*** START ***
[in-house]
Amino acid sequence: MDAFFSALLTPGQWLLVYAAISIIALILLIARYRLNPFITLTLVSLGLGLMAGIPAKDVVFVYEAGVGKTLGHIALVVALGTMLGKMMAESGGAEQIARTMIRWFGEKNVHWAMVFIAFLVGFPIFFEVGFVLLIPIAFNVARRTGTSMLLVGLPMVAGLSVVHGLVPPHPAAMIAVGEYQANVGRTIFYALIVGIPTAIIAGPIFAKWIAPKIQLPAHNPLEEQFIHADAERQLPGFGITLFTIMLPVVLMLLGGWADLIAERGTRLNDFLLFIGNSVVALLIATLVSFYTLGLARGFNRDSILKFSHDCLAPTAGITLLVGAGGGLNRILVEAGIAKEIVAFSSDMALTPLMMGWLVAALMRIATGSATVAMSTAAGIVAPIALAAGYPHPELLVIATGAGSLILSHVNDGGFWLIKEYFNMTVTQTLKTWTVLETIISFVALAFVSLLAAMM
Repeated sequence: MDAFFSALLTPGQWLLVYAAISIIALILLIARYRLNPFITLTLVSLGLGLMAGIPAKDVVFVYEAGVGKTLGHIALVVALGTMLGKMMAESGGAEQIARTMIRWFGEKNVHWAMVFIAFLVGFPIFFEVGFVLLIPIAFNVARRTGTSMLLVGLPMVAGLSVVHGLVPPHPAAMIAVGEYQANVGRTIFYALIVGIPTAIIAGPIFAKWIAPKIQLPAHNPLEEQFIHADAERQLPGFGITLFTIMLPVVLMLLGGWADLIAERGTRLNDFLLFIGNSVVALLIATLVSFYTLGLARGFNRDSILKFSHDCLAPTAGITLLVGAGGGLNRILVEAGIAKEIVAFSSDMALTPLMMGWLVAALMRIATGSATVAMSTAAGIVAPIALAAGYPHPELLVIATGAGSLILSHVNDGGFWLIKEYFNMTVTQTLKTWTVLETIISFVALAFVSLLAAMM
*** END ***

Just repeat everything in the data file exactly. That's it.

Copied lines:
[in-house]
Amino acid sequence: MDAFFSALLTPGQWLLVYAAISIIALILLIARYRLNPFITLTLVSLGLGLMAGIPAKDVVFVYEAGVGKTLGHIALVVALGTMLGKMMAESGGAEQIARTMIRWFGEKNVHWAMVFIAFLVGFPIFFEVGFVLLIPIAFNVARRTGTSMLLVGLPMVAGLSVVHGLVPPHPAAMIAVGEYQANVGRTIFYALIVGIPTAIIAGPIFAKWIAPKIQLPAHNPLEEQFIHADAERQLPGFGITLFTIMLPVVLMLLGGWADLIAERGTRLNDFLLFIGNSVVALLIATLVSFYTLGLARGFNRDSILKFSHDCLAPTAGITLLVGAGGGLNRILVEAGIAKEIVAFSSDMALTPLMMGWLVAALMRIATGSATVAMSTAAGIVAPIALAAGYPHPELLVIATGAGSLILSHVNDGGFWLIKEYFNMTVTQTLKTWTVLETIISFVALAFVSLLAAMM
Repeated sequence: MDAFFSALLTPGQWLLVYAAISIIALILLIARYRLNPFITLTLVSLGLGLMAGIPAKDVVFVYEAGVGKTLGHIALVVALGTMLGKMMAESGGAEQIARTMIRWFGEKNVHWAMVFIAFLVGFPIFFEVGFVLLIPIAFNVARRTGTSMLLVGLPMVAGLSVVHGLVPPHPAAMIAVGEYQANVGRTIFYALIVGIPTAIIAGPIFAKWIAPKIQLPAHNPLEEQFIHADAERQLPGFGITLFTIMLPVVLMLLGGWADLIAERGTRLNDFLLFIGNSVVALLIATLVSFYTLGLARGFNRDSILKFSHDCLAPTAGITLLVGAGGGLNRILVEAGIAKEIVAFSSDMALTPLMMGWLVAALMRIATGSATVAMSTAAGIVAPIALAAGYPHPELLVIATGAGSLILSHVNDGGFWLIKEYFNMTVTQTLKTWTVLETIISFVALAFVSLLAAMM